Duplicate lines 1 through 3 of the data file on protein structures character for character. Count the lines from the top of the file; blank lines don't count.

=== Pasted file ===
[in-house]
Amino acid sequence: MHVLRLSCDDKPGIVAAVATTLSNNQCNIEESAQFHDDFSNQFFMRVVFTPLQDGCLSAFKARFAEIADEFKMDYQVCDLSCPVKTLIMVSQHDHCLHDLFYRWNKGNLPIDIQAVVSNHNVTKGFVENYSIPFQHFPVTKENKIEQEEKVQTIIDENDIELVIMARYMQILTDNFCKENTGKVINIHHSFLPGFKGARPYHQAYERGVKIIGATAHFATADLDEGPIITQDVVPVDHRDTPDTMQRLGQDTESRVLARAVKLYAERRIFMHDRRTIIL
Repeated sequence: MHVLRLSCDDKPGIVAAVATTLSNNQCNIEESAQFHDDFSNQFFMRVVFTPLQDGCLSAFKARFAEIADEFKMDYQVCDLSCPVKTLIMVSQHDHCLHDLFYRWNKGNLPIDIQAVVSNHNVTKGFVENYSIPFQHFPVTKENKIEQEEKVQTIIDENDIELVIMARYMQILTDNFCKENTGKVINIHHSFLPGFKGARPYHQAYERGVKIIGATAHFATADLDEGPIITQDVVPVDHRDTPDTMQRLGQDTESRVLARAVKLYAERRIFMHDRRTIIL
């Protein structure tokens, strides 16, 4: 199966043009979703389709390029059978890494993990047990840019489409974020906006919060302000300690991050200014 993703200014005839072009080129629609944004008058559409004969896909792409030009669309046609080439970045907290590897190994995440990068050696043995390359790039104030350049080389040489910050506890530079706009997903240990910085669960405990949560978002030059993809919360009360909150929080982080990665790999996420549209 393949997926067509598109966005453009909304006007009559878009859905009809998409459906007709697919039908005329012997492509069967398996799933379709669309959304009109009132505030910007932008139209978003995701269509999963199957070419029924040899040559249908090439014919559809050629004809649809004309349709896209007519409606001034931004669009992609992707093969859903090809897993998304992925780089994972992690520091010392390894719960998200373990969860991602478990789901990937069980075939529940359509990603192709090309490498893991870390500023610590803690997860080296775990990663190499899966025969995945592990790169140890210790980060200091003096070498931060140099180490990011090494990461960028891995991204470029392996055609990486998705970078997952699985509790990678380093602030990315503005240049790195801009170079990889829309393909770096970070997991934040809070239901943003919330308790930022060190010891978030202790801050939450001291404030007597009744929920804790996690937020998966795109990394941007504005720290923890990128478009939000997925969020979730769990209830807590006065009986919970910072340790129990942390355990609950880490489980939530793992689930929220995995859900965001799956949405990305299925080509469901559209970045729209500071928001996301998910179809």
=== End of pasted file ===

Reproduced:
[in-house]
Amino acid sequence: MHVLRLSCDDKPGIVAAVATTLSNNQCNIEESAQFHDDFSNQFFMRVVFTPLQDGCLSAFKARFAEIADEFKMDYQVCDLSCPVKTLIMVSQHDHCLHDLFYRWNKGNLPIDIQAVVSNHNVTKGFVENYSIPFQHFPVTKENKIEQEEKVQTIIDENDIELVIMARYMQILTDNFCKENTGKVINIHHSFLPGFKGARPYHQAYERGVKIIGATAHFATADLDEGPIITQDVVPVDHRDTPDTMQRLGQDTESRVLARAVKLYAERRIFMHDRRTIIL
Repeated sequence: MHVLRLSCDDKPGIVAAVATTLSNNQCNIEESAQFHDDFSNQFFMRVVFTPLQDGCLSAFKARFAEIADEFKMDYQVCDLSCPVKTLIMVSQHDHCLHDLFYRWNKGNLPIDIQAVVSNHNVTKGFVENYSIPFQHFPVTKENKIEQEEKVQTIIDENDIELVIMARYMQILTDNFCKENTGKVINIHHSFLPGFKGARPYHQAYERGVKIIGATAHFATADLDEGPIITQDVVPVDHRDTPDTMQRLGQDTESRVLARAVKLYAERRIFMHDRRTIIL